Recently, we have been hearing a lot of stories on the Chinese government’s hope to encourage private investment, particularly into industries that were previously restricted or monopolised by state-owned enterprises. For instance:
All these, as we understand, are parts of the game plan to bolster economic growth. According to Reuters:
China will open up its public utilities to private investment as part of the current privatisation drive to bolster economic growth
While this WSJ says:
Chinese authorities have already announced a number of initiatives to bring private capital into areas of the economy that have been traditionally dominated by the state, partly to help boost economic growth.
All these talks about encouraging private capital baffle us not so much because it is “wrong”. In fact, one could always argue that the Chinese government has too much control over the economy through state-owned enterprises (state-owned banks in particular), and very few as far as we understand would argue that the state allocate capital better than the free market in the long run. We believe that the obsession of economic growth regardless of return on capital will destroy corporate profits in the long-run.
So what is so baffling here?
The problem is that all these are not going to help growth, at least in the short-run.
China’s private sector could very well be deleveraging at this very moment. With overcapacity across the economy, an attempt to reduce the role of the state within the economy will not increase the involvement of the private sector.
This is very well illustrated by the mini-credit crunch in Zhejiang we mentioned earlier. As private companies often require third-party guarantees to obtain loans from banks, many of the private sector enterprises ended up guaranteeing loans for each other. That was all going well until when one company went bust. Fearing that the loans will go bad as the guarantor went bust, banks called loans from other companies that were guaranteed by the one company that went bust. Because of the complex network of mutual guarantees, more than 600 hundred companies were dragged into liquidity crisis after that one single company went bust. Not to mention the crisis surrounding Zhongjiang, yet another company which has gone bust. This is forced deleveraging at its worst.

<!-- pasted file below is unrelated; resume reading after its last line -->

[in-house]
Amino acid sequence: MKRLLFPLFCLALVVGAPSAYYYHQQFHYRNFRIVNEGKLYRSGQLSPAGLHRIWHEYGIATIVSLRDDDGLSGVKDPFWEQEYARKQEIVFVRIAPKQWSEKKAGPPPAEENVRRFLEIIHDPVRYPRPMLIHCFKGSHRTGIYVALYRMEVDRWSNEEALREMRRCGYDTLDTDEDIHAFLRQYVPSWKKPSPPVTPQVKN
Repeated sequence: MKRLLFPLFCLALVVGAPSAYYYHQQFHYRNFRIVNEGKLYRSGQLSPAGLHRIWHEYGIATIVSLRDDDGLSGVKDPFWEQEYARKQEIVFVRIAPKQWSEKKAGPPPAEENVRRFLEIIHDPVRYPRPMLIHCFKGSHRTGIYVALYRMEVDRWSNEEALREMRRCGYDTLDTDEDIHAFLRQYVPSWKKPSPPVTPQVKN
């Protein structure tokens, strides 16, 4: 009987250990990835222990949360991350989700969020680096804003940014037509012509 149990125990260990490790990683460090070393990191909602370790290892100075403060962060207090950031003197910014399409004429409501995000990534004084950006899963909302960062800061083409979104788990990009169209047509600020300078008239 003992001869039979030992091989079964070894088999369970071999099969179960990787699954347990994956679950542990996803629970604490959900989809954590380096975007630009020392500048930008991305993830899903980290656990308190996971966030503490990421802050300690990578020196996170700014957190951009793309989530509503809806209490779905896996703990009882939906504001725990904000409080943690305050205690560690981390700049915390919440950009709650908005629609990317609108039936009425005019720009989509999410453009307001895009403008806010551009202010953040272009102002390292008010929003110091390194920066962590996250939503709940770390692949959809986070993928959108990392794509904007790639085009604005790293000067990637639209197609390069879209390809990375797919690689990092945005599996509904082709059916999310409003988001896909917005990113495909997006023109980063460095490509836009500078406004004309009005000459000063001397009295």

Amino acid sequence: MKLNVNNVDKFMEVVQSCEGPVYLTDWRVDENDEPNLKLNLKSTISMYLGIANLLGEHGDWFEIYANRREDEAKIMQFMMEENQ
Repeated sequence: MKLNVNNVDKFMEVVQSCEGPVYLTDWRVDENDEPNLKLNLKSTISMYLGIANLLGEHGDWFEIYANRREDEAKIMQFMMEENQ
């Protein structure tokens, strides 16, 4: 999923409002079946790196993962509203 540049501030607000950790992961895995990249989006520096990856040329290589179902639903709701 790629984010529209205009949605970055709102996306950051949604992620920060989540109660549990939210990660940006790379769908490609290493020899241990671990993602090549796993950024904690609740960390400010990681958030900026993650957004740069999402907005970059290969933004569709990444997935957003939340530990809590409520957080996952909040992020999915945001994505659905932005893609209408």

So what do these companies do to save themselves?
They wrote to the government and asked for a bail out.
Yesterday, 21st Central Business Herald reported that Zhejiang provincial government confirmed that they have received a letter from 600 companies in Hangzhou area hoping for assistance from the government. These companies are hoping that government can help clean up the mess, and hoping that the government can persuade banks to stop calling loans.
In another news, Jiangxi provincial government has decided to backstop the biggest private enterprise in Jiangxi: LDK Solar, according to Yicai. LDK Solar was the first company from Jiangxi to have listed in the New York Stock Exchange. As the company’s profitability fell over the years, it was taking on ever larger debt. Total liabilities of the company reached RMB30.230 billion by the end of 2011, while loss amounted to RMB5.49 billion for 2011. In the first quarter this year, gross profit margin turned negative for the first time. The company is considered to be too big to fail by the local government, apparently, thus the provincial government shockingly decided to backstop the company, effectively helping the company to service its debt with local government’s revenue.
The on-going economic slowdown and highly over-stretched balance sheets of private corporate sector are forcing companies to deleverage. This is definitely negative as far as economic growth is concerned. Although no one would deny that greater private sector involvement is the right direction for China in a long run, this is not going to happen in such environment, whether the Chinese government like it or not, and private sector is no saviour as far as short-term economic growth is concerned.
This article originally appeared here: Private sector is not the saviour of the Chinese economy
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